When someone broke into my apartment and stole my laptop a few years ago, a part of me was relieved. I no longer felt burdened by a file in my “Stories” folder: it was a screenplay I had written based on the lyrics to “Lily, Rosemary, And The Jack Of Hearts,” Bob Dylan’s longest song on his 1975 masterpiece Blood on the Tracks. Scratch that, a terrible screenplay. Just because the song was sung in a narrative fashion — “Backstage the girls were playin’ five-card stud by the stairs / Lily had two queens, she was hopin’ for a third to match her pair” — didn’t mean it needed to be adapted into a feature-length movie, but we all do crazy things in college, and this was mine.
I couldn’t get rid of the darn thing; it had a hold on me, like Frodo and the One Ring, and just like the One Ring, in the wrong hands (mine), it would do more harm than good. Thank you, Mr. or Mrs. Burglar, for taking it away from me.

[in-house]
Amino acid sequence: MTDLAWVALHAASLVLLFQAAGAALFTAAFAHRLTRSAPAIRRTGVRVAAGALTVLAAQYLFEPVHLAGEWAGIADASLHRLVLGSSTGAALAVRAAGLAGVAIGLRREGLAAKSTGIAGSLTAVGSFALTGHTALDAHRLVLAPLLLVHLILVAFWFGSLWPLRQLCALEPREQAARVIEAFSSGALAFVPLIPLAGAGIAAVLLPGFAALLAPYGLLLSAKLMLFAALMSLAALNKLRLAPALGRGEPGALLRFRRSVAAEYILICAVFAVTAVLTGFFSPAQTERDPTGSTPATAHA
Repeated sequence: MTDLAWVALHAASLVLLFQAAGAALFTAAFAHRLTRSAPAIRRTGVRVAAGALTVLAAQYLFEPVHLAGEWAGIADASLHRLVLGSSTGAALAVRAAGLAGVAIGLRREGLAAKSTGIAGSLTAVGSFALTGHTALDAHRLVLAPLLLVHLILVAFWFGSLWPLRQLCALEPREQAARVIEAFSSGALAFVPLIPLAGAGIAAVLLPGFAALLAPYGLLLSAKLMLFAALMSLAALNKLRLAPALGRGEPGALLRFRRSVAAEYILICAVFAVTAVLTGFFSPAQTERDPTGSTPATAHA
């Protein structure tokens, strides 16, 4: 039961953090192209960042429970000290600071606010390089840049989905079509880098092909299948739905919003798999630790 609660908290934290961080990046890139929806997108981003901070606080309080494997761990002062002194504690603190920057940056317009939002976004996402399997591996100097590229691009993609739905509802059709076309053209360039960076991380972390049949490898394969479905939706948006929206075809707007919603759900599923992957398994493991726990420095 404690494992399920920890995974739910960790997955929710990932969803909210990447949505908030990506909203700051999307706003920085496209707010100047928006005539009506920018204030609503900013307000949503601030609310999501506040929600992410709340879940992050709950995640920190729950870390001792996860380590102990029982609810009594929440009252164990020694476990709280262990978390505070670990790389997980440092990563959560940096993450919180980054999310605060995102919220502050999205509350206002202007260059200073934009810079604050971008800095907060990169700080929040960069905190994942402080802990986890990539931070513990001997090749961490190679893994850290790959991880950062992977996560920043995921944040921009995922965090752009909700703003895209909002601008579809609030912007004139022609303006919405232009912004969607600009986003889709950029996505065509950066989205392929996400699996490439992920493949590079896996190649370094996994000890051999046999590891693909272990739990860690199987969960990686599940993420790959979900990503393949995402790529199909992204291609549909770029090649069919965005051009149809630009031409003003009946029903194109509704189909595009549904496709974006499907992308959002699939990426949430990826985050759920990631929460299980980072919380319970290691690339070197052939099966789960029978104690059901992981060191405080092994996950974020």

The folks at Collider Digital also decided to turn a rock classic into a short film, except what they did with Queen’s “Bohemian Rhapsody” takes actual talent. It’s a tongue-in-cheek, extremely literal reenactment of the song’s lyrics — a son tells his mother he “killed a man,” then he gets trapped in a shootout with the police. It’s like an overly dramatic episode of Sons If Anarchy, or the audition scene from Julie Taymor’s shelved Queen musical.
No matter what you think of “Literal Bohemian Rhapsody,” it’s better than “Literal Lily, Rosemary, And The Jack of Hearts.” Believe me.